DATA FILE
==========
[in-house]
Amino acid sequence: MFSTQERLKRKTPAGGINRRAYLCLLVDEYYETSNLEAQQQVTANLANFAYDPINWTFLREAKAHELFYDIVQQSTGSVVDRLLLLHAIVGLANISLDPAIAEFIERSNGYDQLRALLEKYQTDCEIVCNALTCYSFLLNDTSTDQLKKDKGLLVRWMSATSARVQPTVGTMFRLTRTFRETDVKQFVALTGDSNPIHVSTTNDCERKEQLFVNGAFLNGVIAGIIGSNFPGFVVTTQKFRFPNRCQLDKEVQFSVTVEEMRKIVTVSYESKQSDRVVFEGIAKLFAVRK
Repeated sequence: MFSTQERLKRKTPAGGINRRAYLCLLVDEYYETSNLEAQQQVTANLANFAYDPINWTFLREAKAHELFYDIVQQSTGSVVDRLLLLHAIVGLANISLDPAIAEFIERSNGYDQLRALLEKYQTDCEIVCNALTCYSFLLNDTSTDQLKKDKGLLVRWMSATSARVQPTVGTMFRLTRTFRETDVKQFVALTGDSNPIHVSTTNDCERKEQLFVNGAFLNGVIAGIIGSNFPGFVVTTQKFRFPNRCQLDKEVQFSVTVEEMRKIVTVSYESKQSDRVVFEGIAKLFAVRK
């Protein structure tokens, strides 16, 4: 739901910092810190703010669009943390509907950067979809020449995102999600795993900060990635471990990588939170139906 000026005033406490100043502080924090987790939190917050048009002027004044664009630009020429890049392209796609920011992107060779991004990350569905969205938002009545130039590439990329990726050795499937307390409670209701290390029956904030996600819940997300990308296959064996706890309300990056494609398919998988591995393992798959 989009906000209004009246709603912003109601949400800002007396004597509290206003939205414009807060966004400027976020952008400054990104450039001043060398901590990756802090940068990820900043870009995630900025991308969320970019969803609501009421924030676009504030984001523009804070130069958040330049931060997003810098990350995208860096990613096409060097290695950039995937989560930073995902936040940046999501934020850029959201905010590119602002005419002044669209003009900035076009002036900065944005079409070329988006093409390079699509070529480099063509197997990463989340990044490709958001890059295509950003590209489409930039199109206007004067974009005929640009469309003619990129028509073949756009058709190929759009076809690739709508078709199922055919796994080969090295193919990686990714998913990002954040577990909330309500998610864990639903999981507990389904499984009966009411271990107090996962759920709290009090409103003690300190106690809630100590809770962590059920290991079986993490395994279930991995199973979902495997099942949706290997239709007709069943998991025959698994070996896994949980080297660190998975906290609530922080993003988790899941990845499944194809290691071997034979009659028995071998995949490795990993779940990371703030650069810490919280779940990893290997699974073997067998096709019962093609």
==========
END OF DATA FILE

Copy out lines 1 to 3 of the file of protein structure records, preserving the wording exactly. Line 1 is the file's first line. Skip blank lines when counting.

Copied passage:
[in-house]
Amino acid sequence: MFSTQERLKRKTPAGGINRRAYLCLLVDEYYETSNLEAQQQVTANLANFAYDPINWTFLREAKAHELFYDIVQQSTGSVVDRLLLLHAIVGLANISLDPAIAEFIERSNGYDQLRALLEKYQTDCEIVCNALTCYSFLLNDTSTDQLKKDKGLLVRWMSATSARVQPTVGTMFRLTRTFRETDVKQFVALTGDSNPIHVSTTNDCERKEQLFVNGAFLNGVIAGIIGSNFPGFVVTTQKFRFPNRCQLDKEVQFSVTVEEMRKIVTVSYESKQSDRVVFEGIAKLFAVRK
Repeated sequence: MFSTQERLKRKTPAGGINRRAYLCLLVDEYYETSNLEAQQQVTANLANFAYDPINWTFLREAKAHELFYDIVQQSTGSVVDRLLLLHAIVGLANISLDPAIAEFIERSNGYDQLRALLEKYQTDCEIVCNALTCYSFLLNDTSTDQLKKDKGLLVRWMSATSARVQPTVGTMFRLTRTFRETDVKQFVALTGDSNPIHVSTTNDCERKEQLFVNGAFLNGVIAGIIGSNFPGFVVTTQKFRFPNRCQLDKEVQFSVTVEEMRKIVTVSYESKQSDRVVFEGIAKLFAVRK